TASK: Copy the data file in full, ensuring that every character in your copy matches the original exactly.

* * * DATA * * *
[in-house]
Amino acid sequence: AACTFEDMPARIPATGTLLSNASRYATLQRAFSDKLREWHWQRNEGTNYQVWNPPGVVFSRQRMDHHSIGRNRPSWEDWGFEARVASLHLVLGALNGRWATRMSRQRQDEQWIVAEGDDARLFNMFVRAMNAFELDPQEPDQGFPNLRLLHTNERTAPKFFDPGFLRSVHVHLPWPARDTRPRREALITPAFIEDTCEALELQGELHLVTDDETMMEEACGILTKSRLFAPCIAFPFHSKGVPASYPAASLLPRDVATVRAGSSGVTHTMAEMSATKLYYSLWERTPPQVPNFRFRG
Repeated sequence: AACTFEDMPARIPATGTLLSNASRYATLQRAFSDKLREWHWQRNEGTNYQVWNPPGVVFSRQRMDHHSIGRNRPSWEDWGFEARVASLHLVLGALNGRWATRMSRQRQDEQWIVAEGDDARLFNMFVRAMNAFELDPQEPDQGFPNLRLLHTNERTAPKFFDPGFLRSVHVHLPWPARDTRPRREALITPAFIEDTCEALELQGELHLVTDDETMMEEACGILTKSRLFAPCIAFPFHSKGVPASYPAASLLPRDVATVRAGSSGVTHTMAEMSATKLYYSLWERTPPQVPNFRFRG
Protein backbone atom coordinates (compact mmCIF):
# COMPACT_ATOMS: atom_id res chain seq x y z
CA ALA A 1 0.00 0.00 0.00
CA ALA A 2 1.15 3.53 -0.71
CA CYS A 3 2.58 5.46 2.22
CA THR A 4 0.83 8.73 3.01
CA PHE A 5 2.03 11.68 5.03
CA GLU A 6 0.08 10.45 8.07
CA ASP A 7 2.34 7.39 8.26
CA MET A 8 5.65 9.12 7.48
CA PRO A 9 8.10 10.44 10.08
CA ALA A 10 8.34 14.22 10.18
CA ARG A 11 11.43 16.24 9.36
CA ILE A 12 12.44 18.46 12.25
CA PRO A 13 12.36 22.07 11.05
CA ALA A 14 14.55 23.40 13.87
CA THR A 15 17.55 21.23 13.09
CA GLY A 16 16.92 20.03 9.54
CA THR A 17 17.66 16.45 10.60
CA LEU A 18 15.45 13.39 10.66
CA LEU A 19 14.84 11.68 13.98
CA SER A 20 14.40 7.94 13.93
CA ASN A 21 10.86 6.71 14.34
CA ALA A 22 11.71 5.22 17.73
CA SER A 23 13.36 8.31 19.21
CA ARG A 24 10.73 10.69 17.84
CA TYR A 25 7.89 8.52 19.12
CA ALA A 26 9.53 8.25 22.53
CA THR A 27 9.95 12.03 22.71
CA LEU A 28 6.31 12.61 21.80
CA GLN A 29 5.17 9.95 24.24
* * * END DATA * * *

[in-house]
Amino acid sequence: AACTFEDMPARIPATGTLLSNASRYATLQRAFSDKLREWHWQRNEGTNYQVWNPPGVVFSRQRMDHHSIGRNRPSWEDWGFEARVASLHLVLGALNGRWATRMSRQRQDEQWIVAEGDDARLFNMFVRAMNAFELDPQEPDQGFPNLRLLHTNERTAPKFFDPGFLRSVHVHLPWPARDTRPRREALITPAFIEDTCEALELQGELHLVTDDETMMEEACGILTKSRLFAPCIAFPFHSKGVPASYPAASLLPRDVATVRAGSSGVTHTMAEMSATKLYYSLWERTPPQVPNFRFRG
Repeated sequence: AACTFEDMPARIPATGTLLSNASRYATLQRAFSDKLREWHWQRNEGTNYQVWNPPGVVFSRQRMDHHSIGRNRPSWEDWGFEARVASLHLVLGALNGRWATRMSRQRQDEQWIVAEGDDARLFNMFVRAMNAFELDPQEPDQGFPNLRLLHTNERTAPKFFDPGFLRSVHVHLPWPARDTRPRREALITPAFIEDTCEALELQGELHLVTDDETMMEEACGILTKSRLFAPCIAFPFHSKGVPASYPAASLLPRDVATVRAGSSGVTHTMAEMSATKLYYSLWERTPPQVPNFRFRG
Protein backbone atom coordinates (compact mmCIF):
# COMPACT_ATOMS: atom_id res chain seq x y z
CA ALA A 1 0.00 0.00 0.00
CA ALA A 2 1.15 3.53 -0.71
CA CYS A 3 2.58 5.46 2.22
CA THR A 4 0.83 8.73 3.01
CA PHE A 5 2.03 11.68 5.03
CA GLU A 6 0.08 10.45 8.07
CA ASP A 7 2.34 7.39 8.26
CA MET A 8 5.65 9.12 7.48
CA PRO A 9 8.10 10.44 10.08
CA ALA A 10 8.34 14.22 10.18
CA ARG A 11 11.43 16.24 9.36
CA ILE A 12 12.44 18.46 12.25
CA PRO A 13 12.36 22.07 11.05
CA ALA A 14 14.55 23.40 13.87
CA THR A 15 17.55 21.23 13.09
CA GLY A 16 16.92 20.03 9.54
CA THR A 17 17.66 16.45 10.60
CA LEU A 18 15.45 13.39 10.66
CA LEU A 19 14.84 11.68 13.98
CA SER A 20 14.40 7.94 13.93
CA ASN A 21 10.86 6.71 14.34
CA ALA A 22 11.71 5.22 17.73
CA SER A 23 13.36 8.31 19.21
CA ARG A 24 10.73 10.69 17.84
CA TYR A 25 7.89 8.52 19.12
CA ALA A 26 9.53 8.25 22.53
CA THR A 27 9.95 12.03 22.71
CA LEU A 28 6.31 12.61 21.80
CA GLN A 29 5.17 9.95 24.24